To find out if your local library has Freegal, go to freegalmusic.com and click login, then search for your area. It's important to note: Your library's contract might not have both streaming and downloading privileges. You can use Freegal on the web or as an app available on the App Store, Google Play, and Amazon. Of course, the service doesn't have everything. And sometimes, when it does have an artist, it will only have a few of their most popular albums. But if you frequently buy music on iTunes or elsewhere, checking Freegal first may save you a bit of money.

If you don't yet have a library card, Freegal is just one more reason why you should get one ASAP.

Amazon's Under-the-Radar Coupon Page Features Deals on Home Goods, Electronics, and Groceries

Stock Catalog, Flickr // CC BY 2.0
Stock Catalog, Flickr // CC BY 2.0

This article contains affiliate links to products selected by our editors. Mental Floss may receive a commission for purchases made through these links.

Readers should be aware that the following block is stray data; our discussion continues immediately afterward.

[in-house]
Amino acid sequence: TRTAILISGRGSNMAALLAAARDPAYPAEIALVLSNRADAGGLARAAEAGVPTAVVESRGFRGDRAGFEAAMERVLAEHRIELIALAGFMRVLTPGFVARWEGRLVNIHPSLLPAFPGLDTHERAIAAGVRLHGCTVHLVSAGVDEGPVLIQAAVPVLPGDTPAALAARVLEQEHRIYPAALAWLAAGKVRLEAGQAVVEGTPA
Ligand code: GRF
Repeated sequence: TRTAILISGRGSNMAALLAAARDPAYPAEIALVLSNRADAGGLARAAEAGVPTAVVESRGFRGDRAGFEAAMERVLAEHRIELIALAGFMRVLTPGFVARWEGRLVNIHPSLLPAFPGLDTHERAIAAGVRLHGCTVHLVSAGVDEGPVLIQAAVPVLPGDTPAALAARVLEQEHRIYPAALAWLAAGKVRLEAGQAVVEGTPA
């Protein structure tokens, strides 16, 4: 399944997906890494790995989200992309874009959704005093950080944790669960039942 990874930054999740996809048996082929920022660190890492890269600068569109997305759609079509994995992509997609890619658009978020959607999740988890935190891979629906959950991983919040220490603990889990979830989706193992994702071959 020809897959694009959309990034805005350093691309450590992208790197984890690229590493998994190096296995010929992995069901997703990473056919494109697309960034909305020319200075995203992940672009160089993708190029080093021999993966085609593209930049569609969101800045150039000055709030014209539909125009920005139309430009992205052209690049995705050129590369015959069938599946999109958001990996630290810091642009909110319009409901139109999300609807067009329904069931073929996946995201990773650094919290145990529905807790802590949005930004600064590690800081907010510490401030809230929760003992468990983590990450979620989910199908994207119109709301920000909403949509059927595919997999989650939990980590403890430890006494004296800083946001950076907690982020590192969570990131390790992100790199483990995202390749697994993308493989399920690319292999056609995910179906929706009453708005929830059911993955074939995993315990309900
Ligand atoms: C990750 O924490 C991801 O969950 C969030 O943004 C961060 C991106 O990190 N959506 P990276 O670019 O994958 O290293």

Now that Prime Day is over, and with Black Friday and Cyber Monday still a few weeks away, online deals may seem harder to come by. And while it can be a hassle to scour the internet for promo codes, buy-one-get-one deals, and flash sales, Amazon actually has an extensive coupon page you might not know about that features deals to look through every day.

As pointed out by People, the coupon page breaks deals down by categories, like electronics, home & kitchen, and groceries (the coupons even work with SNAP benefits). Since most of the deals revolve around the essentials, it's easy to stock up on items like Cottonelle toilet paper, Tide Pods, Cascade dishwasher detergent, and a 50 pack of surgical masks whenever you're running low.

But the low prices don't just stop at necessities. If you’re looking for the best deal on headphones, all you have to do is go to the electronics coupon page and it will bring up a deal on these COWIN E7 PRO noise-canceling headphones, which are now $80, thanks to a $10 coupon you could have missed.

Alternatively, if you are looking for deals on specific brands, you can search for their coupons from the page. So if you've had your eye on the Homall S-Racer gaming chair, you’ll find there's currently a coupon that saves you 5 percent, thanks to a simple search.